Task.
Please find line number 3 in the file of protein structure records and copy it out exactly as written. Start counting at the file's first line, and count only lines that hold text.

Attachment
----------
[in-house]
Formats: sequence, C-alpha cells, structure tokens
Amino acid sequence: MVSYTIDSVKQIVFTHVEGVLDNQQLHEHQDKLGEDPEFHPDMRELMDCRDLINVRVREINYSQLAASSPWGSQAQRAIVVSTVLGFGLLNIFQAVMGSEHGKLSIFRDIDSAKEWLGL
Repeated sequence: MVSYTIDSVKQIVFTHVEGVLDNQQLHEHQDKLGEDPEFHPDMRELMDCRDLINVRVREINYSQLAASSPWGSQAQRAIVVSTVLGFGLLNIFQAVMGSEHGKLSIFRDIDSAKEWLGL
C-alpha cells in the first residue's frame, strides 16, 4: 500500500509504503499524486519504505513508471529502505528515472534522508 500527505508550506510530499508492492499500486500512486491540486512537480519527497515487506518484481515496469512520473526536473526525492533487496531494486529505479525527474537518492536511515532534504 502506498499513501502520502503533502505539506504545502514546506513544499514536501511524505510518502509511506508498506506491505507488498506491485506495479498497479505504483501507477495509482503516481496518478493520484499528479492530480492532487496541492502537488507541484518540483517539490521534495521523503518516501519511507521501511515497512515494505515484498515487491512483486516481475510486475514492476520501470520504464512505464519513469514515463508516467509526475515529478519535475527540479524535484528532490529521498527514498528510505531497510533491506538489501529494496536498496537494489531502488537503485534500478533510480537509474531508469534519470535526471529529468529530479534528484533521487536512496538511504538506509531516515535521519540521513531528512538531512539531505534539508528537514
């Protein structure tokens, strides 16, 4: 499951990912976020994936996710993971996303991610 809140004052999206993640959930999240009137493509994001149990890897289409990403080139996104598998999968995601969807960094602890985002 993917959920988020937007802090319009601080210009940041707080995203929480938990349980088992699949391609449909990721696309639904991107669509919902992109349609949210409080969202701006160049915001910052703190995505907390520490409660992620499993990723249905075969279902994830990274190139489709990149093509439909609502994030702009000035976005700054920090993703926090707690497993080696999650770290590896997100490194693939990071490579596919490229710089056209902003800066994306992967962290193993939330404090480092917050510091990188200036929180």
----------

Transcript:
Amino acid sequence: MVSYTIDSVKQIVFTHVEGVLDNQQLHEHQDKLGEDPEFHPDMRELMDCRDLINVRVREINYSQLAASSPWGSQAQRAIVVSTVLGFGLLNIFQAVMGSEHGKLSIFRDIDSAKEWLGL